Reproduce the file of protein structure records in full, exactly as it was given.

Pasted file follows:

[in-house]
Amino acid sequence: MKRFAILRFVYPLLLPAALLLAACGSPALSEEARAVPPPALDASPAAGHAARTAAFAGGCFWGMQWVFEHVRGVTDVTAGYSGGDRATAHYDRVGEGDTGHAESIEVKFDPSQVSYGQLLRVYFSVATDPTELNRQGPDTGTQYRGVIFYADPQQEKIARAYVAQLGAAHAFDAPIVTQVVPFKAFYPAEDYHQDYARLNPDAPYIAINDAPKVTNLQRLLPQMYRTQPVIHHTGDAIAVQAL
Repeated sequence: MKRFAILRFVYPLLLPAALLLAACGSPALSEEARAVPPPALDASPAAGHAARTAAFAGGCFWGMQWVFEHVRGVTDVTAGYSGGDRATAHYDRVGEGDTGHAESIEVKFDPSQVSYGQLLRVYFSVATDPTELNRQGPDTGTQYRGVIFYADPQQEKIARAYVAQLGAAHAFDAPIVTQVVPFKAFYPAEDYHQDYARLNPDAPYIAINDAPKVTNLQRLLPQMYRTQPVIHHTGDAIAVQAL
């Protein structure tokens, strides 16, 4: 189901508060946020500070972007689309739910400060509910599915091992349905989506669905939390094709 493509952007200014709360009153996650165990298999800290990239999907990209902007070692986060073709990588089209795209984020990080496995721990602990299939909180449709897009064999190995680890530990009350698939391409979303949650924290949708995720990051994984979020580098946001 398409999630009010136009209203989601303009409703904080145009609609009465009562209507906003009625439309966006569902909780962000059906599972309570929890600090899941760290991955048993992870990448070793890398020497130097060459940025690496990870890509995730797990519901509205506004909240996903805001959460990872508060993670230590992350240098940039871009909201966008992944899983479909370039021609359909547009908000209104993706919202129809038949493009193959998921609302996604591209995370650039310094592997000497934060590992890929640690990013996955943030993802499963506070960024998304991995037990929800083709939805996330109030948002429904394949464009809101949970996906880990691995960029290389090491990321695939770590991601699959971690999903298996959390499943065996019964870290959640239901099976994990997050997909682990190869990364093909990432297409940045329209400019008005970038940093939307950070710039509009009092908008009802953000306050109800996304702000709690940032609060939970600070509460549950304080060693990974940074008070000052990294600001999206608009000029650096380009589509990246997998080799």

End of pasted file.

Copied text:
[in-house]
Amino acid sequence: MKRFAILRFVYPLLLPAALLLAACGSPALSEEARAVPPPALDASPAAGHAARTAAFAGGCFWGMQWVFEHVRGVTDVTAGYSGGDRATAHYDRVGEGDTGHAESIEVKFDPSQVSYGQLLRVYFSVATDPTELNRQGPDTGTQYRGVIFYADPQQEKIARAYVAQLGAAHAFDAPIVTQVVPFKAFYPAEDYHQDYARLNPDAPYIAINDAPKVTNLQRLLPQMYRTQPVIHHTGDAIAVQAL
Repeated sequence: MKRFAILRFVYPLLLPAALLLAACGSPALSEEARAVPPPALDASPAAGHAARTAAFAGGCFWGMQWVFEHVRGVTDVTAGYSGGDRATAHYDRVGEGDTGHAESIEVKFDPSQVSYGQLLRVYFSVATDPTELNRQGPDTGTQYRGVIFYADPQQEKIARAYVAQLGAAHAFDAPIVTQVVPFKAFYPAEDYHQDYARLNPDAPYIAINDAPKVTNLQRLLPQMYRTQPVIHHTGDAIAVQAL
């Protein structure tokens, strides 16, 4: 189901508060946020500070972007689309739910400060509910599915091992349905989506669905939390094709 493509952007200014709360009153996650165990298999800290990239999907990209902007070692986060073709990588089209795209984020990080496995721990602990299939909180449709897009064999190995680890530990009350698939391409979303949650924290949708995720990051994984979020580098946001 398409999630009010136009209203989601303009409703904080145009609609009465009562209507906003009625439309966006569902909780962000059906599972309570929890600090899941760290991955048993992870990448070793890398020497130097060459940025690496990870890509995730797990519901509205506004909240996903805001959460990872508060993670230590992350240098940039871009909201966008992944899983479909370039021609359909547009908000209104993706919202129809038949493009193959998921609302996604591209995370650039310094592997000497934060590992890929640690990013996955943030993802499963506070960024998304991995037990929800083709939805996330109030948002429904394949464009809101949970996906880990691995960029290389090491990321695939770590991601699959971690999903298996959390499943065996019964870290959640239901099976994990997050997909682990190869990364093909990432297409940045329209400019008005970038940093939307950070710039509009009092908008009802953000306050109800996304702000709690940032609060939970600070509460549950304080060693990974940074008070000052990294600001999206608009000029650096380009589509990246997998080799």